Like most things, fear tends to follow the laws of physics. A childhood fear of the monster in the closet, for example, doesn’t just disappear -- with age, it gets transferred to some other real or imagined object. So, conquering fear does not mean getting rid of it but acknowledging its existence and standing defiantly against -- sometimes even running alongside -- it.
Valerie Teicher, aka Tei Shi, grew up with a visceral fear of the dark. She was born in Argentina to Colombian parents, but her formative years were largely spent in Canada. It was this move to North America that really encouraged her nyctophobia to take over.
According to Teicher, with whom I spoke over the phone earlier this month, “I started having a hard time at night. I got really, really scared and anxious.”
But her response was not to run away from the dark. Her response, even at that young of an age, was to recognize it and face it -- what’s known as exposure therapy in the field of psychology. “Going into the crawl space of my house and forcing myself to sit in there for a minute every night became a ritual I would do on my own, and it eventually got me over this fear and this issue,” she said.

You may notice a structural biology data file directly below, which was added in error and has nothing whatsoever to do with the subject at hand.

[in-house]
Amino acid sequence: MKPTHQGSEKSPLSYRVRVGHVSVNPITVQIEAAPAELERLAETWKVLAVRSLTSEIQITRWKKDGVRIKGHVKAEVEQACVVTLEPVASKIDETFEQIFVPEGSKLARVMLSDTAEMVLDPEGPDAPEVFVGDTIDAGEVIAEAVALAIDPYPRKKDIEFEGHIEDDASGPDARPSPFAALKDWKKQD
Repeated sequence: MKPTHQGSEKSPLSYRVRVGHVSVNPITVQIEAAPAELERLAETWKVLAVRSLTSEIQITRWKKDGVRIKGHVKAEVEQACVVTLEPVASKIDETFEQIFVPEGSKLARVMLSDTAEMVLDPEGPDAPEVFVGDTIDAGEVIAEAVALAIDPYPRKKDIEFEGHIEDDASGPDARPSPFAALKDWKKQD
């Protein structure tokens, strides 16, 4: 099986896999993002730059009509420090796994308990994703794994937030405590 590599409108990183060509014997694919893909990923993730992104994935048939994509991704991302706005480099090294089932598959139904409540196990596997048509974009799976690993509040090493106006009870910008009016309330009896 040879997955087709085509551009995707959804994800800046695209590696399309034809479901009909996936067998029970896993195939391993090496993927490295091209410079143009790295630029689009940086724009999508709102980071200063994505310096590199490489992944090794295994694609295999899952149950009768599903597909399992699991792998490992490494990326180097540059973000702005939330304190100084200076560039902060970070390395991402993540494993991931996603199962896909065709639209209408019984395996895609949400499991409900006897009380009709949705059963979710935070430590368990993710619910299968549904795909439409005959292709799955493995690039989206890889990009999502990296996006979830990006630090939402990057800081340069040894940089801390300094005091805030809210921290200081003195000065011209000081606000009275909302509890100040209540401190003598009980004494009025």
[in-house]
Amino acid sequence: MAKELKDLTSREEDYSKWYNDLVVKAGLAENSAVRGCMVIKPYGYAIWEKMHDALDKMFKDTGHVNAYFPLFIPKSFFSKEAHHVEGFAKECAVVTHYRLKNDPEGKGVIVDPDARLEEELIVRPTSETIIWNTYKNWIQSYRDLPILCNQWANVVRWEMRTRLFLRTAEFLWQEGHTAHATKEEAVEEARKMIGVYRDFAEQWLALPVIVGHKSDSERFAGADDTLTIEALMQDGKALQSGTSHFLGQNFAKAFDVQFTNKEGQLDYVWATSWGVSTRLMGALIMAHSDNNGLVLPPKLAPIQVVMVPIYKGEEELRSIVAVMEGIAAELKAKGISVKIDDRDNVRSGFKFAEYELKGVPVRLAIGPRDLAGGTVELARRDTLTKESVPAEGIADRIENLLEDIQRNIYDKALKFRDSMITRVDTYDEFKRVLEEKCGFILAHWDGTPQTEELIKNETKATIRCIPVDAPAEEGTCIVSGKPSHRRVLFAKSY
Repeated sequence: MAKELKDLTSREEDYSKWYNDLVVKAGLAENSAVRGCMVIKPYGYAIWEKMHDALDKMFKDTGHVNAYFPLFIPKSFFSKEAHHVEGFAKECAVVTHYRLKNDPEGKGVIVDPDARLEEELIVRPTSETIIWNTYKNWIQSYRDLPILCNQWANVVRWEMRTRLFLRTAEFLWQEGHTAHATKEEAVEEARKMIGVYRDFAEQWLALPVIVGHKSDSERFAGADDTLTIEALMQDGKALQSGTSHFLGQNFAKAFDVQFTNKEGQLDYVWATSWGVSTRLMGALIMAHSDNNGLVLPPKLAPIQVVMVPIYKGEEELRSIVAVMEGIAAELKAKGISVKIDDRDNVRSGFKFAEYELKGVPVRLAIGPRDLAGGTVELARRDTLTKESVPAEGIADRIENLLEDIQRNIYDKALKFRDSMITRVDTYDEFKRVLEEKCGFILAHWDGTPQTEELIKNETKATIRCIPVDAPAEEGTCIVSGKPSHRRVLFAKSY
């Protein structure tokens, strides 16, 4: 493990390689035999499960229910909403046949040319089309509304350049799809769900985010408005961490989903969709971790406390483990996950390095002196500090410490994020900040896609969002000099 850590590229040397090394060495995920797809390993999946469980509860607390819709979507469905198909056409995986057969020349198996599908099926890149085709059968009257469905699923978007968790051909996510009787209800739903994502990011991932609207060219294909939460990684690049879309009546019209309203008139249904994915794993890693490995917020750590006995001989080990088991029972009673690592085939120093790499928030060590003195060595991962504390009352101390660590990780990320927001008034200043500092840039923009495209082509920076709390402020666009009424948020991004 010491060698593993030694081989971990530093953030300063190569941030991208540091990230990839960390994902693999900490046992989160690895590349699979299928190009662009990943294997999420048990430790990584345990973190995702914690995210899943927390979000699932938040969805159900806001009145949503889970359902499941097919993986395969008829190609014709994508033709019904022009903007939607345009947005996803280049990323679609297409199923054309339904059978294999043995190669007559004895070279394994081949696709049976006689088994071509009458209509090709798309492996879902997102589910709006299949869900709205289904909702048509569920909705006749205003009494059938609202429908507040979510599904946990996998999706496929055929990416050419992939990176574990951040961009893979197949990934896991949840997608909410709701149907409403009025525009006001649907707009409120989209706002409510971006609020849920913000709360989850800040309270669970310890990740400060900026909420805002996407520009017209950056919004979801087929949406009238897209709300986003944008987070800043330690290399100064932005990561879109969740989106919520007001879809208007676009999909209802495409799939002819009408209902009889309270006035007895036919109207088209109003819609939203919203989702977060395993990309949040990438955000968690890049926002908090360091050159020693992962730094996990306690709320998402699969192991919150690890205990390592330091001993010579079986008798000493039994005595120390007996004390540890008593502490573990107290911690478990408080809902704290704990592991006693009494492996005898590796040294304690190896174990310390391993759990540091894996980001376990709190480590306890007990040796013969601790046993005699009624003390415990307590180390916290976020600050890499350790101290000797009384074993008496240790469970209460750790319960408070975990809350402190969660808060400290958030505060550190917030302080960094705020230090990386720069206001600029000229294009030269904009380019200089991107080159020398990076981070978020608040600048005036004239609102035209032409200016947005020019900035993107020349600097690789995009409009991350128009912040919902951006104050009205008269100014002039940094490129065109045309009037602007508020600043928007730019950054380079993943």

Teicher’s new album (out March 31) is entitled “Crawl Space” as an homage -- perhaps even an elegy -- to that childhood crawl space. But it’s also an act of transference and metaphor.
Whatever old anxieties or fears she had as a child haven’t dissolved -- they’ve only manifested themselves in other things: negativity in relationships, the existential angst that comes with the passing of time, etc. So “Crawl Space” positions music as Tei Shi’s new defiance, her new crawl space.
Part indie-pop and part experimental R&B, any Ariel-esque personality her self-described “mermaid music” exhibits belies the murky depths just under the surface.
According to Teicher, “I wanted to redefine myself in a lot of ways with [the new album] and break out of an environment that I felt stifled by. The album deals with that and the process of becoming more autonomous, of getting out of an emotionally claustrophobic space.”
Ironically, the Brooklyn-based singer’s lead single is called, “Keep Running.” It’s clear, however, that she’s not running away from the darkness; she’s running toward it -- and past it.
Tei Shi supports Danish pop sensation MØ at Observatory North Park on Wednesday, March 22. Get tickets here before they sell out.
Rutger Rosenborg was almost a Stanford neuroscientist before he formed Ed Ghost Tucker. He now plays in the Lulls and makes music on his own when he's not writing. Follow his updates on Facebook or contact him directly.